Prachatai, Chiranuch and lese majeste get international attention

15 09 2011

The Financial Times has a story on Chiranuch Premchaiporn and her lese majeste-related trial. The story begins by noting that Chiranuch

looks an unlikely threat to national security. Yet the diminutive editor of Thailand’s popular Prachatai news website sat in a Bangkok court last week listening to a police colonel outline evidence that could land her in prison for up to 20 years….

The Financial Times cannot report the comments of the message as that would potentially fall foul of the law.

Chiranuch says: “I didn’t say anything, I didn’t write anything, I didn’t post anything but …  I am facing the penalty”.

John Ure, “the executive director of the Asia Internet Coalition, a pressure group set up by Google, Ebay, Skype and others” is reported on the wider implications of this case. If internet access providers “are found to be liable, it would be very detrimental to the whole digital economy of Thailand…. E-commerce, social networking and the like would all be completely disrupted.”

A senior western diplomat is cited:

There’s nothing wrong with the idea of a country respecting and honouring their monarch. What is troubling is to see a government use laws designed to protect an important institution like the monarchy in a way that exacerbates social divisions, or excessively punish those who have expressed their criticisms.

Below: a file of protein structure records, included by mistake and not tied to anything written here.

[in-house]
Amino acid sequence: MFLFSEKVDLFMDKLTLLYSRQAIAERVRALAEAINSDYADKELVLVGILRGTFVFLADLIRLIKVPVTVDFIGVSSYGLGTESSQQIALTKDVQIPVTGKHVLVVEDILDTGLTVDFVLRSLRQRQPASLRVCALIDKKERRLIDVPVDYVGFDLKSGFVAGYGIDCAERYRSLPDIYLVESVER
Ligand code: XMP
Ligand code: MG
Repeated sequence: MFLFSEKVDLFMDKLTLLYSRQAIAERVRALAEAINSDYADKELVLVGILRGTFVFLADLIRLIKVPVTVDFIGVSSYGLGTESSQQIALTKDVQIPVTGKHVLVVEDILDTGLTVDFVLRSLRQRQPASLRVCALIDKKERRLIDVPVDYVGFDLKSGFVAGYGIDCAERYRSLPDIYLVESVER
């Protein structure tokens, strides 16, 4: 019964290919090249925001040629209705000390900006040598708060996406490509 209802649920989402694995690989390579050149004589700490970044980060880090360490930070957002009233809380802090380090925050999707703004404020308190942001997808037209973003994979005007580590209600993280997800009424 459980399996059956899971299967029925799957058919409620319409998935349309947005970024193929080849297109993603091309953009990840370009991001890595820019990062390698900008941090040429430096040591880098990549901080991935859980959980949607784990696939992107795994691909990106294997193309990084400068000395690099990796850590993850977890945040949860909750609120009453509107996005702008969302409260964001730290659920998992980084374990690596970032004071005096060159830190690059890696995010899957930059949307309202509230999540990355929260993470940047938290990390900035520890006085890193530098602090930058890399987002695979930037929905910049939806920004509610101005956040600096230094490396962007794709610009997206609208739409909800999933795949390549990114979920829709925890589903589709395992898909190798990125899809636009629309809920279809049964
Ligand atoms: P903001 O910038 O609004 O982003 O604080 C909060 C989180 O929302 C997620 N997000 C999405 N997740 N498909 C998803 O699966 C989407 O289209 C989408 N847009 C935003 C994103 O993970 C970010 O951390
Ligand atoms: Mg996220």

Thitinan Pongsudhirak, a political scientist at Bangkok’s Chulalongkorn University, is quoted:

The middle ground is being squeezed…. If you say ‘we want a monarchy but we want reform’ you provoke a hysterical reaction. It forces people into antimonarchism.

Hence, the discussion of a post-Bhumibol Thailand is impossible. David Streckfuss says:

It is impossible to have a rational political dialogue about the law and institution, it increases the probability that issues concerning the monarchy will be solved violently in the end….

The article sees little hope for change under the Yingluck Shinawatra government. That point is also made by a Reporters Without Borders alert released today.

It concludes with mention of Chiranuch and Prachatai winning the international Hellman/Hammett award for “commitment to free expression and courage in the face of prosecution.” The Bangkok Post takes this up, noting that Chiranuch is the first Thai to receive the award, administered by the Human Rights Watch since 1989.

At a ceremony for the awardees, Shawn Crispin, Southeast Asia Representative of the Committee to Protect Journalists “called for the Yingluck Shinawatra administration to seriously review the Computer Crimes Act…”.

He should have added that the government needs to urgently address Article 112 on lese majeste.


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